Nativity Scenes and Christmas Decorations in Spain
Flamboyant decorations, special lighting, and Christmas trees are a common sight in Spain during the winter holidays, but what really makes Christmas here so special are the amazing nativity scenes (belén), set up all over the country, in various shapes, colors, and styles.
Even the tiniest village in Spain will have a lovely nativity scene set up in the main square or in front of the church. Some of the most outstanding include Seville’s Belén Monumental de la Catedral (the Giant Cathedral Nativity Scene); the Living Nativity Scene held in Buitrago since 1989; La Luz del Belen in Valencia; the spectacular Pessebre a la Plaça Sant Jaume Nativity Scene (Barcelona); and those sprinkled around Madrid.
Christmas Markets in Spain
Just like the nativity scenes, Christmas markets are a ubiquitous part of Christmas in Spain. Every city and village throughout the country has its own (or more) Christmas market where Belen ornate statues, Christmas Tree decorations, flowers, hand-crafted gifts, sweets, and other typical local products are sold.
Although not as sophisticated as those in Germany, Spain’s mercados de Navidad are a real treat, offering visitors a magical shopping experience and plenty of Christmassy entertainment, such as carol singing, dance, theater performances, as well as various children activities.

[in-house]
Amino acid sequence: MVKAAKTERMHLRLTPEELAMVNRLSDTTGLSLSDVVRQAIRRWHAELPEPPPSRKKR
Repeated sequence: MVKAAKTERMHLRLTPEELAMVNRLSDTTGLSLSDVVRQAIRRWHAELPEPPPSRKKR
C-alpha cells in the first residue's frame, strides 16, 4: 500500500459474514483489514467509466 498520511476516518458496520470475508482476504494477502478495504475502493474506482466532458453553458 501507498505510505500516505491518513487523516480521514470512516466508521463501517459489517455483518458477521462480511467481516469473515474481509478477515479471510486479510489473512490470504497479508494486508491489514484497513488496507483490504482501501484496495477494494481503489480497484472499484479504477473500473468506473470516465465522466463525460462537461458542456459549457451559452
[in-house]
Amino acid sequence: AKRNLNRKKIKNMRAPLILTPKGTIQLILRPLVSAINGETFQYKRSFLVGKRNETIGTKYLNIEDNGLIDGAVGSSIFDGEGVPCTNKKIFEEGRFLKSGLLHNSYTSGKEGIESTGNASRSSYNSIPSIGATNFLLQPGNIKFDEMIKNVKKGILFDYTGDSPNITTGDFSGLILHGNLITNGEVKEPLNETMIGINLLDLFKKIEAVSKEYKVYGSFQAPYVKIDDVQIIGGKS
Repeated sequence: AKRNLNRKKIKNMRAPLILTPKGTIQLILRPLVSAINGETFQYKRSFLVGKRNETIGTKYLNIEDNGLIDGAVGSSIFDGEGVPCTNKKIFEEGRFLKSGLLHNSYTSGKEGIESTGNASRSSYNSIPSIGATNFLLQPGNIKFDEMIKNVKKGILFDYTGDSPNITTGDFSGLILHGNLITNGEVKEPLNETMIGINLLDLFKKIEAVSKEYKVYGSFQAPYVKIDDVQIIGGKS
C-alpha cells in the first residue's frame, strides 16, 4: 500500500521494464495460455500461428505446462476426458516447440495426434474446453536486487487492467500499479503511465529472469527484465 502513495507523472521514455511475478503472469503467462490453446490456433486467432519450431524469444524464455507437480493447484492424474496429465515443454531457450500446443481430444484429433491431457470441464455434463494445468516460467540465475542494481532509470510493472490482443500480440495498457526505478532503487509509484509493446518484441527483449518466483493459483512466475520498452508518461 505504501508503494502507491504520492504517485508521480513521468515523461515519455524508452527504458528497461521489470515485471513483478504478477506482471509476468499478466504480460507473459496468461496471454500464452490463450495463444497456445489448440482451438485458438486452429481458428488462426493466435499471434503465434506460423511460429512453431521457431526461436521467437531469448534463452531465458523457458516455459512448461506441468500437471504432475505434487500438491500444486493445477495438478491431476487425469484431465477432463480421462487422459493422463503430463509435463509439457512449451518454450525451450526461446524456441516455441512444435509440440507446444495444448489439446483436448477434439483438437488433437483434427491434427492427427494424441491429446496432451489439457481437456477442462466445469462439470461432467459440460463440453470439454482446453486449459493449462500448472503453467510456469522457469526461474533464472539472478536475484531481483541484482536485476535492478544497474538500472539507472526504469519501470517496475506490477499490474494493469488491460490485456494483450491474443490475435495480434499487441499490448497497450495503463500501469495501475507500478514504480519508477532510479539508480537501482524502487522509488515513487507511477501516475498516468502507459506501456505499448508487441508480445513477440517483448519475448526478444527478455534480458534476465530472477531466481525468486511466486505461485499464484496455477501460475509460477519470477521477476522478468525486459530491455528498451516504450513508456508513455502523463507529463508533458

Spain’s most remarkable Christmas markets are the Fira de Santa Lucia – a spectacular fair held each year since 1786, outside Barcelona’s Cathedral; the Fira de Nadal a la Sagrada Familia and Mercat Gotic (Fira de Brocanters), also in Barcelona; Madrid’s Plaza Mayor Christmas Market; Feria del Belén de Sevilla and Mercado de Artesanía, both in Seville; the Christmas Market at Bib-Rambla, Granada; Mercado de Navidad del Mercado Central and Feria de Artesania de Navidad in Valencia.
As you can see, Christmas in Spain is a deeply religious holiday, but it’s celebrated exuberantly with feasting, drinking, colorful parades, and long-lasting traditions, reflecting the country’s character and rich culture, and the high-spirited nature of its locals.